Why We Should Stop Stigmatizing Anti-Depressants


“Psych drugs are poison pushed onto people by greedy drug companies.”

“Don’t take a pill, going to therapy is the only thing that works.”

“You don’t need to pay some therapist, just talk to your friends and stay positive.”

“ADD isn’t real, you just have that prescription to help you study.”

“If you just got out more, you wouldn’t be so sad.”

They’re theories that we hear day in and day out, time and time again. Given that one in five people in America suffers from mental illness, it’s not uncommon to hear people’s individual takes on the subject. And if it wasn’t hard enough to face the possibility that you might need help, the societal stigmatization that comes along with mental illness make it that much harder to be publicly open about your own struggles. And I don’t understand why it’s so stigmatized to come out as mentally ill, but so acceptable for everyone else to voice their opinion on whether you’re ill or not and how you should treat it.

A mix of things worked for me: medication, therapy, a fixed sleep schedule, eating healthier and more regularly, relaxation techniques, journaling, the list goes on. Different strokes work for different folks, and how I effectively treated my mental illness might not work for yours, or your child’s, or your cousin’s. And yet in any given conversation, I find myself defending one of them from someone who thinks it’s crap or thinks there is only only way to sanity.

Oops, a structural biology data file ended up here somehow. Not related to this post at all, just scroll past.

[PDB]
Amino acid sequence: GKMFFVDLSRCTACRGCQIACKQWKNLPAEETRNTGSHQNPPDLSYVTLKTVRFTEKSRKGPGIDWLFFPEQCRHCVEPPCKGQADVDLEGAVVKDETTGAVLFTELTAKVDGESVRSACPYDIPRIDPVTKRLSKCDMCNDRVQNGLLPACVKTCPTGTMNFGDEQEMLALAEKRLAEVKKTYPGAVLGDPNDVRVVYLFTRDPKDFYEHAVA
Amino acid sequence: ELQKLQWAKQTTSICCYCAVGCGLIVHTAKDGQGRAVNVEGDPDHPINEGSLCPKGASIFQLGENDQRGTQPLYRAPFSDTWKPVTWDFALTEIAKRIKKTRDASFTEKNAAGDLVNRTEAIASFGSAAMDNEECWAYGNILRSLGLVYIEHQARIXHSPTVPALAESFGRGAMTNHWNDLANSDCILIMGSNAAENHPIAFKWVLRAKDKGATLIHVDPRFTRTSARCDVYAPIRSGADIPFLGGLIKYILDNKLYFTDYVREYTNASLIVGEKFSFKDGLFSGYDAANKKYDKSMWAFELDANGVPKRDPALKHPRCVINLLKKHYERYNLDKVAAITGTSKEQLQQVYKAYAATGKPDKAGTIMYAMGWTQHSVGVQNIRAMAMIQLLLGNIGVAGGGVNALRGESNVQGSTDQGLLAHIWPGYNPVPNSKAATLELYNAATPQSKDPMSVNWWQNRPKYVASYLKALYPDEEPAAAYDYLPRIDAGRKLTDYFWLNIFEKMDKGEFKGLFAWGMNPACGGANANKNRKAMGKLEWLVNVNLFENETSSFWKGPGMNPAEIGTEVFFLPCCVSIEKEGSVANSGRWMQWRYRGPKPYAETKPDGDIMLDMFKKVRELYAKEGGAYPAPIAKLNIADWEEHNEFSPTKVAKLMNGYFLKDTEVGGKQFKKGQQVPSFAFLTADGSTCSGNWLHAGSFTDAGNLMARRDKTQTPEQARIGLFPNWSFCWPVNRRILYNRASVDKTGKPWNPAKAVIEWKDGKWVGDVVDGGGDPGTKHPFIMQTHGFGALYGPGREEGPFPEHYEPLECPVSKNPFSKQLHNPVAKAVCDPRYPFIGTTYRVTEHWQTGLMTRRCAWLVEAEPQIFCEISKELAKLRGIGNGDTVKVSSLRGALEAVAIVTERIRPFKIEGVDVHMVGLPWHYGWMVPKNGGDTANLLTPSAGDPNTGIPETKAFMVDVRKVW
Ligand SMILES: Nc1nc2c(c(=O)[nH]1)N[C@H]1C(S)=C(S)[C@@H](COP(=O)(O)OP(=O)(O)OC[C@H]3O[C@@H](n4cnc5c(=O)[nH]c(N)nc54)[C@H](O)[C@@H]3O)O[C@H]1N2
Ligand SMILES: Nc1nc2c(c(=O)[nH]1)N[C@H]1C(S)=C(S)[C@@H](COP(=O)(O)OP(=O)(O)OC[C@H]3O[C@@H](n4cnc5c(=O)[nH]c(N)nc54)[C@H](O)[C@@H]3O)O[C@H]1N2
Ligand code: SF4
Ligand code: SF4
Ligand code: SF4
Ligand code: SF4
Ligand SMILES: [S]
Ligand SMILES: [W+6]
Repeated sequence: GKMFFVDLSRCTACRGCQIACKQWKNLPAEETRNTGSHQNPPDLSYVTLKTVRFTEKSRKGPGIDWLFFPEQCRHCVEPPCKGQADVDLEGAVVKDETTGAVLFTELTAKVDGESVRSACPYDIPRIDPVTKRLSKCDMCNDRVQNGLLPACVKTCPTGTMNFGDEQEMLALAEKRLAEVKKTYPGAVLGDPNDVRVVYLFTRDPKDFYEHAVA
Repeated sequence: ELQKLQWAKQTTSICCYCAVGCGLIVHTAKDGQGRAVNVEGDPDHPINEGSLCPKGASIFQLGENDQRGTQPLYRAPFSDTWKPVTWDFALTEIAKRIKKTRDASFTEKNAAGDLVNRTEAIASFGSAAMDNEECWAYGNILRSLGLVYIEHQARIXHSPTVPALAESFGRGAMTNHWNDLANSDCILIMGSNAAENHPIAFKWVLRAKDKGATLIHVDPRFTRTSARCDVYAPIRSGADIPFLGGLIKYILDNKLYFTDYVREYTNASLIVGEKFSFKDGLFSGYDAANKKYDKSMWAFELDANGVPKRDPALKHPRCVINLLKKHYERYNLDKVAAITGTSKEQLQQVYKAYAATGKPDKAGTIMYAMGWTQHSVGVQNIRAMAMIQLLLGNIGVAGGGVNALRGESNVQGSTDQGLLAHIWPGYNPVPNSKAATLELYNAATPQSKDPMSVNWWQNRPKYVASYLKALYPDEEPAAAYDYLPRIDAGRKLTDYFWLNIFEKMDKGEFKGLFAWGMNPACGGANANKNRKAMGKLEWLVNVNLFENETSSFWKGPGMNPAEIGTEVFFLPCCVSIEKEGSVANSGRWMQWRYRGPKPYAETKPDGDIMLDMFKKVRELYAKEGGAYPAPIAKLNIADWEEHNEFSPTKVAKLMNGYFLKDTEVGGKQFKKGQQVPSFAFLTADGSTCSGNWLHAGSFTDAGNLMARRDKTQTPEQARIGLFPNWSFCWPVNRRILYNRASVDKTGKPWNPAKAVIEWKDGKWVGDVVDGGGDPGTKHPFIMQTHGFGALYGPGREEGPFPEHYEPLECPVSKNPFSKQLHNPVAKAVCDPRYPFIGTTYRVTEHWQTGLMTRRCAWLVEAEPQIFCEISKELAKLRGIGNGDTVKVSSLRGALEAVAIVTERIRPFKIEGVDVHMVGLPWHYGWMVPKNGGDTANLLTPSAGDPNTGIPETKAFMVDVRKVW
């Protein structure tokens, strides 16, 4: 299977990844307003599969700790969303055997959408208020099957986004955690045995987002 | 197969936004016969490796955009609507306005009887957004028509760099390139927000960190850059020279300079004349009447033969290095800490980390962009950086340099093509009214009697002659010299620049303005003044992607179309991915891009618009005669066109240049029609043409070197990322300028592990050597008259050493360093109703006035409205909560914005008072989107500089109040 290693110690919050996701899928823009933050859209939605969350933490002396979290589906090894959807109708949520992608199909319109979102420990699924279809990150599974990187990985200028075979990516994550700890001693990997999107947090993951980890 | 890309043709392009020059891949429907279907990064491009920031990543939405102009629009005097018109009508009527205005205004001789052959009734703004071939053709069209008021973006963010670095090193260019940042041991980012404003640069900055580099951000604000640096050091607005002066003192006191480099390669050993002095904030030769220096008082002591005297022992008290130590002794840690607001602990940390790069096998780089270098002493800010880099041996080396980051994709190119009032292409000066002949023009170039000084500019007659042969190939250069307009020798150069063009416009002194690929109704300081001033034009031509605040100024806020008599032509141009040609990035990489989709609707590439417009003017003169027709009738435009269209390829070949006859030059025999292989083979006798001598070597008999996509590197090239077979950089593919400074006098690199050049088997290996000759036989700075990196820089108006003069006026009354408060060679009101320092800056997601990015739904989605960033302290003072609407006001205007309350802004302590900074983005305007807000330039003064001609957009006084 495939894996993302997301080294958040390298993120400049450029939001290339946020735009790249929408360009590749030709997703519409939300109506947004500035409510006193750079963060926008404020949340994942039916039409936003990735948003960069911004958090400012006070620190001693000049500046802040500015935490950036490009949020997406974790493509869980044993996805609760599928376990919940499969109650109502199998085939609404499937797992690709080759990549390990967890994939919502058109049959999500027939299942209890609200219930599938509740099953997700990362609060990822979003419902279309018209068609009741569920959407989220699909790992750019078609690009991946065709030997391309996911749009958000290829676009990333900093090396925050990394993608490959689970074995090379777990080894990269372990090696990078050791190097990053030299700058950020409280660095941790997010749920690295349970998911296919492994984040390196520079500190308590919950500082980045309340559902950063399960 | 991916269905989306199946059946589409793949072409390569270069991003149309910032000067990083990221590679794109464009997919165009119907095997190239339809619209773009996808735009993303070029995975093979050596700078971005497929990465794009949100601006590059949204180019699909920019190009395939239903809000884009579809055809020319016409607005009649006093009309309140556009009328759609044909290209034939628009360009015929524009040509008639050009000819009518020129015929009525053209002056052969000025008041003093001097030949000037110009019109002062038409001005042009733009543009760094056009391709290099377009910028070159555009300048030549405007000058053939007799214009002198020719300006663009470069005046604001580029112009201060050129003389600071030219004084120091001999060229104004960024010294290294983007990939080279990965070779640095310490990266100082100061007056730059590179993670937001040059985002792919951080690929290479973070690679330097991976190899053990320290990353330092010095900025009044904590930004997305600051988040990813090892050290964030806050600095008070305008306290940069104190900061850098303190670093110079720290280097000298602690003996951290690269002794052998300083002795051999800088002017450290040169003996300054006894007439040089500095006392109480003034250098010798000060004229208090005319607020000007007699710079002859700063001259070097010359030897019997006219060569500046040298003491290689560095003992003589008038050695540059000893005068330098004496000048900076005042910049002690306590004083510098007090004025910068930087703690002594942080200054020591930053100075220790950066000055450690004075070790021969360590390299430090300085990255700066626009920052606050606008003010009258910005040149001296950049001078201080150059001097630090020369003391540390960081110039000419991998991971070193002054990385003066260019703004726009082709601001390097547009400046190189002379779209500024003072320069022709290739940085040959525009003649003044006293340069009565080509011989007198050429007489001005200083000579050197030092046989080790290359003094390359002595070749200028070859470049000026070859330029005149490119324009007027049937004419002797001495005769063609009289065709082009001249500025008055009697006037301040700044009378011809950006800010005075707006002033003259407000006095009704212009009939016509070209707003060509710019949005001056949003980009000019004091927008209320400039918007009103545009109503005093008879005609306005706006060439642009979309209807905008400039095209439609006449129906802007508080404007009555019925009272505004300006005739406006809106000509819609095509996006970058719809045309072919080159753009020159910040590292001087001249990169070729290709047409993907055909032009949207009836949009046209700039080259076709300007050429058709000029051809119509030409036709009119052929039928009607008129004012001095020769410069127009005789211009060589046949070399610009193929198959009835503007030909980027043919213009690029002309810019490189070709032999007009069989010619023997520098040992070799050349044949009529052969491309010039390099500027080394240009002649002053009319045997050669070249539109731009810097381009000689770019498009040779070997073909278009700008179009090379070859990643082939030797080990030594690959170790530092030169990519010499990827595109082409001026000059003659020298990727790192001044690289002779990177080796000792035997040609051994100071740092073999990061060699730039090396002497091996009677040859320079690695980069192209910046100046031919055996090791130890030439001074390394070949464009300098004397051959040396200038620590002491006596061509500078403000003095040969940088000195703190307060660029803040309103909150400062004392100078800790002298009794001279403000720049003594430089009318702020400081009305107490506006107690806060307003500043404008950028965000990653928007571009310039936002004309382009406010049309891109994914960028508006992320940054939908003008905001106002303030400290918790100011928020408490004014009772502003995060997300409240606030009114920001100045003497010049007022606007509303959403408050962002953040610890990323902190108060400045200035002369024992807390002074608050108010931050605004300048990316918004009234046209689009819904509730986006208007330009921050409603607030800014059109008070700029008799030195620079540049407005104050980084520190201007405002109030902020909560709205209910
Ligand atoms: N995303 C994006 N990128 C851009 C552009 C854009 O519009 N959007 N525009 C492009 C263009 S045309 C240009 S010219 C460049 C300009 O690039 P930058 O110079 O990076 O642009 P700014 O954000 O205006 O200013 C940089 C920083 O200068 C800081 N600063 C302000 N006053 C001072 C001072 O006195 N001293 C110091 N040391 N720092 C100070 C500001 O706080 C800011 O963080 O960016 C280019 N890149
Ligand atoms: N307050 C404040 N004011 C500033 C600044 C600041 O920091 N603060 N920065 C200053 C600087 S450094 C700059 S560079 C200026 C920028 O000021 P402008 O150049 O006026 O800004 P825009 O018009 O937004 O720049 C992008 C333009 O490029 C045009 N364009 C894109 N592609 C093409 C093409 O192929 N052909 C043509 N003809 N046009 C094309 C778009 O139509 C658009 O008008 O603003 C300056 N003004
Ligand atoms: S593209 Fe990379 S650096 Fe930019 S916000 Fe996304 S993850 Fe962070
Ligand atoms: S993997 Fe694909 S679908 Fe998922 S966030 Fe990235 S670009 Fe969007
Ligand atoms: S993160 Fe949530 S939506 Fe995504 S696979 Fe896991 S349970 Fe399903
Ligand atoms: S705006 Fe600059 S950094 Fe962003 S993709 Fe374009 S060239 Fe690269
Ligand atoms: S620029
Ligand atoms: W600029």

Maybe therapy was a waste for your cousin. Maybe they hated the medication that was forced upon them. Maybe they’re still working through how to best cope with their problems. But I’m going to defend the things that worked for me as possible treatment options, because I am proof that what worked for me can work sometimes. And any uninformed, blanket statement—you know the kind, drugs bad, nature good—that keeps struggling people from exploring a treatment option that may make them better, is cruel.

What really gets me is that all this unhelpful, uninformed speculating has drained all the energy and focus away from real problems facing the mental health care system. It’s like watching a dog chase it’s own tail when you’re trying to get it to bark and scare away the intruder at the door. There are real problems within the system, including underfunding, understaffing, stigma, professional burnout, lack of treatment options, and high cost of treatment.

But the stigma that taking “crazy pills” is crazy in and of itself shouldn’t exist. You know what’s crazy? Decrying something that could genuinely help, if only we could give it a chance. Thought Catalog Logo Mark

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